Philippine Institute of Volcanology and Seismology
|This article relies on references to primary sources. (March 2012)|
|Surian ng Bulkanolohiya at Sesmolohiya ng Pilipinas|
|Formed||17 September 1982|
|Preceding agencies||Commission on Volcanology (COMVOL)
Philippine Institute of Volcanology (PHIVOLC)
|Jurisdiction||Republic of the Philippines|
|Headquarters||C.P. Garcia Avenue, UP Campus, Diliman, Quezon City
|Agency executive||DR. Renato U. Solidum JR., CESO VI, Director|
|Parent agency||Department of Science and Technology|
The Philippine Institute of Volcanology and Seismology (Filipino: Surian ng Bulkanolohiya at Sesmolohiya ng Pilipinas, abbreviated as PHIVOLCS) is a Philippine national institution dedicated to provide information on the activities of volcanoes, earthquakes, and tsunamis, as well as other specialized information and services primarily for the protection of life and property and in support of economic, productivity, and sustainable development. It is one of the service agencies of the Department of Science and Technology.
PHIVOLCS monitors volcano, earthquake, and tsunami activity, and issues warnings as necessary. It is mandated to mitigate disasters that may arise from such volcanic eruptions, earthquakes, tsunamis, and other related geotectonic phenomena.
This government organization was formed after a historical merging of official functions of government institutions.
One of its first predecessors is the Philippine Weather Bureau created in 1901 when meteorological, seismological and terrestiial magnetic services of the Manila Observatory were transferred from the Roman Catholic Church to the American Colonial Government. It performed earthquake monitoring in the country and has inherited and maintained the early earthquake catalogue at that time. By 1972, the Philippine Weather Bureau was reorganized under Presidential Decree No. 78 into the Philippine Atmospheric Geophysical and Astronomical Services Administration (PAGASA). A UNDP-funded project for PAGASA established a twelve-station earthquake monitoring network in the country.
The other predecessor to PHIVOLCS, the Commission on Volcanology (COMVOL) was created on June 20, 1952 by Republic Act no. 766 after the disastrous eruption of Hibok-Hibok Volcano in 1952. Under Executive Order no. 784 of March 17, 1982, the umbrella department of COMVOL, the National Science Development Board (NSDB) was reorganized into the National Science and Technology Authority (NSTA), and COMVOL was restructured to become the Philippine Institute of Volcanology or PHILVOLC.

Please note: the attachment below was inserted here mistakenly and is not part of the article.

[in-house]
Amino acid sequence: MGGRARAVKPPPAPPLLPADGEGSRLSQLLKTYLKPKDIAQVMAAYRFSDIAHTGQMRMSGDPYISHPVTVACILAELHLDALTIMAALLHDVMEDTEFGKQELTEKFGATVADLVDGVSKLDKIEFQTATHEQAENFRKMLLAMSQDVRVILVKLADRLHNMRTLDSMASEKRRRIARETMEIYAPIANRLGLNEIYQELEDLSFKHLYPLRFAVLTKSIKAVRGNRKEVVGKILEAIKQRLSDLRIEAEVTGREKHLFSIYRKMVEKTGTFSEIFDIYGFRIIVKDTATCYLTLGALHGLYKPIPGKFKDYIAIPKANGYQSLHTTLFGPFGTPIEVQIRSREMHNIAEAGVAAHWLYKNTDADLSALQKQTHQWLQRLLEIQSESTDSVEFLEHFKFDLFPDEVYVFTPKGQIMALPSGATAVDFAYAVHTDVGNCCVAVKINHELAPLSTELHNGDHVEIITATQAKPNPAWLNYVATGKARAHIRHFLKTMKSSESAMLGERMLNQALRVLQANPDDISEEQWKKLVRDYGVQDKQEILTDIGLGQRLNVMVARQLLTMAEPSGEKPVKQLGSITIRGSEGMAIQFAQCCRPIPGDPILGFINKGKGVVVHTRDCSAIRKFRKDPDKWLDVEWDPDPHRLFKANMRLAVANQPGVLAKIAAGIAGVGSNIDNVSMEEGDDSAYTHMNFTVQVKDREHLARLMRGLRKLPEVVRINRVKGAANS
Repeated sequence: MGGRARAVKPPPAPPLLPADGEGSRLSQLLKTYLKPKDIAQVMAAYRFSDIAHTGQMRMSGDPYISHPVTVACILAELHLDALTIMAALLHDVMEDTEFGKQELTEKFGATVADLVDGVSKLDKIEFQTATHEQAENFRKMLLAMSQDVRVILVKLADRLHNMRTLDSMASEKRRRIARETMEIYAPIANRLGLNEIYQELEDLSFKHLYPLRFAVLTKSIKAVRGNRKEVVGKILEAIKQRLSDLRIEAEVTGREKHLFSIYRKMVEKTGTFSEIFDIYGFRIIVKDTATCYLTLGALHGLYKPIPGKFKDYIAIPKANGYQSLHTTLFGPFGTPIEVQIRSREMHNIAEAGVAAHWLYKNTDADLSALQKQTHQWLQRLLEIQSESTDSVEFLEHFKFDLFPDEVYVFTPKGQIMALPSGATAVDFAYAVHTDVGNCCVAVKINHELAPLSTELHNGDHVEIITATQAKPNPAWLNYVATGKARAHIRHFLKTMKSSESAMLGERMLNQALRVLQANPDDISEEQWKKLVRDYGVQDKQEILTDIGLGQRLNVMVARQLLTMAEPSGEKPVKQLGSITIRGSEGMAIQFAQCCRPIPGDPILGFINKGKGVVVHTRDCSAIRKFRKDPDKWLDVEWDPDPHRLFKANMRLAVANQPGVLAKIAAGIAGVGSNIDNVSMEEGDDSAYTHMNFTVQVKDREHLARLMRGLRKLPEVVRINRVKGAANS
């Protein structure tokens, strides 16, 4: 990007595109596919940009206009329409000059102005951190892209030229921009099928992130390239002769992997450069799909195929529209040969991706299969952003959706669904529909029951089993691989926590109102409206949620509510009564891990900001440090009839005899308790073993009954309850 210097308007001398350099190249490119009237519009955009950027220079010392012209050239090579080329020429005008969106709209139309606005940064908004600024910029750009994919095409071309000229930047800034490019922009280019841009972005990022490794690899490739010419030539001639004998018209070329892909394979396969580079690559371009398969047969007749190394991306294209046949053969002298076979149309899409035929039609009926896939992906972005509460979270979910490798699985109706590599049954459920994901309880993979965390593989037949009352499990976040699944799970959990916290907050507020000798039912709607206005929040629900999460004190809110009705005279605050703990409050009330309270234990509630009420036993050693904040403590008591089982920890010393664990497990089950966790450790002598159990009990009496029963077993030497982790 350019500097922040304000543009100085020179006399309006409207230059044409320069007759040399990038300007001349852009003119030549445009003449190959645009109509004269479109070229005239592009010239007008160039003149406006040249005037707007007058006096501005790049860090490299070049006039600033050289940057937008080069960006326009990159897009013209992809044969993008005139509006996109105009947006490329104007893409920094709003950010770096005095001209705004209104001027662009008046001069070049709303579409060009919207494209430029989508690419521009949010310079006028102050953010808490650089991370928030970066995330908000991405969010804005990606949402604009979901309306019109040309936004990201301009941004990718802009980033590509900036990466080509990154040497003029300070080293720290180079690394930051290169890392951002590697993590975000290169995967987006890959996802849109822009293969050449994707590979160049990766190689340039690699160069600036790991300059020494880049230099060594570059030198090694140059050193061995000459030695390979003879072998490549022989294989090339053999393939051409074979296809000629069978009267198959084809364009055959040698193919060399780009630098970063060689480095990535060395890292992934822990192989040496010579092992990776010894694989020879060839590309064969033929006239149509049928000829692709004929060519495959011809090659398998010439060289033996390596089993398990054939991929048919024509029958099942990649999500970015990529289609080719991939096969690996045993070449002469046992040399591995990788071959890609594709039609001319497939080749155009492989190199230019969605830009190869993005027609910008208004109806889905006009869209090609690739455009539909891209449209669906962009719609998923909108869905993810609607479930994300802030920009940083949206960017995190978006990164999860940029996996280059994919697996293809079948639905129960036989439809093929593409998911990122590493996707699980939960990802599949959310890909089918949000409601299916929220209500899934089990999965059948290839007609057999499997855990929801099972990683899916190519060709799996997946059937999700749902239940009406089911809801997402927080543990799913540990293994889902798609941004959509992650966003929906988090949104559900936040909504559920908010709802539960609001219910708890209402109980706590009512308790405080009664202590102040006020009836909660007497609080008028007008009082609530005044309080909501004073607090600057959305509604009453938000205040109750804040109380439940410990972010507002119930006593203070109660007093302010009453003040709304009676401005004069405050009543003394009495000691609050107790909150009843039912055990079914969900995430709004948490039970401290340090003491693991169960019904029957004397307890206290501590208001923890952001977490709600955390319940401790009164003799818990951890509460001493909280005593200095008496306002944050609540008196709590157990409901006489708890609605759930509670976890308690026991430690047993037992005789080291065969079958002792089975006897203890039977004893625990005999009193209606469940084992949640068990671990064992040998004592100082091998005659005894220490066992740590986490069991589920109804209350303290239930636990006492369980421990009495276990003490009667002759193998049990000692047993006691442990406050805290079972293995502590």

The seismological arm of PAGASA was officially transferred to PHILVOLC on September 17, 1984, renaming the institute as the Philippines Institute of Volcanology and Seismology or PHIVOLCS. NSTA, the umbrella department for PHIVOLCS and PAG-ASA, became the Department of Science and Technology (DOST) in 1987. The technical staff and the 12-station earthquake monitoring network was fully integrated to PHIVOLCS in 1988.
PHIVOLCS was headed by Raymundo Punongbayan from 1982 to 2003, and it is currently headed by Renato U. Solidum Jr. from 2003 to the present.
Classification of volcanoes in the Philippines
The Philippine Institute of Volcanology and Seismology provides a classification system for the volcanoes of the country.
- Eruption in historic times
- Historical record within 500 years
- Radiocarbon dating (C14) dating to 10,000 years
- Local seismic activity
- Oral or folkloric history
- Active solfataras, fumaroles, or steaming activity
- Geologically young, possibly erupted < 10,000 years and for calderas and large systems, possibly < 25,000 years.
- Young-looking geomorphology (thin soil cover or sparse vegetation; low degree of erosion and dissection; young vent features; with or without vegetation cover).
- Suspected seismic activity.
- Documented local ground deformation.
- Geochemical indicators of magmatic involvement.
- Geophysical proof of magma bodies.
- Strong connection with subduction zones and external tectonic settings.
- No record of eruption and its form is beginning to change by the agents of weathering and erosion via formation of deep and long gullies.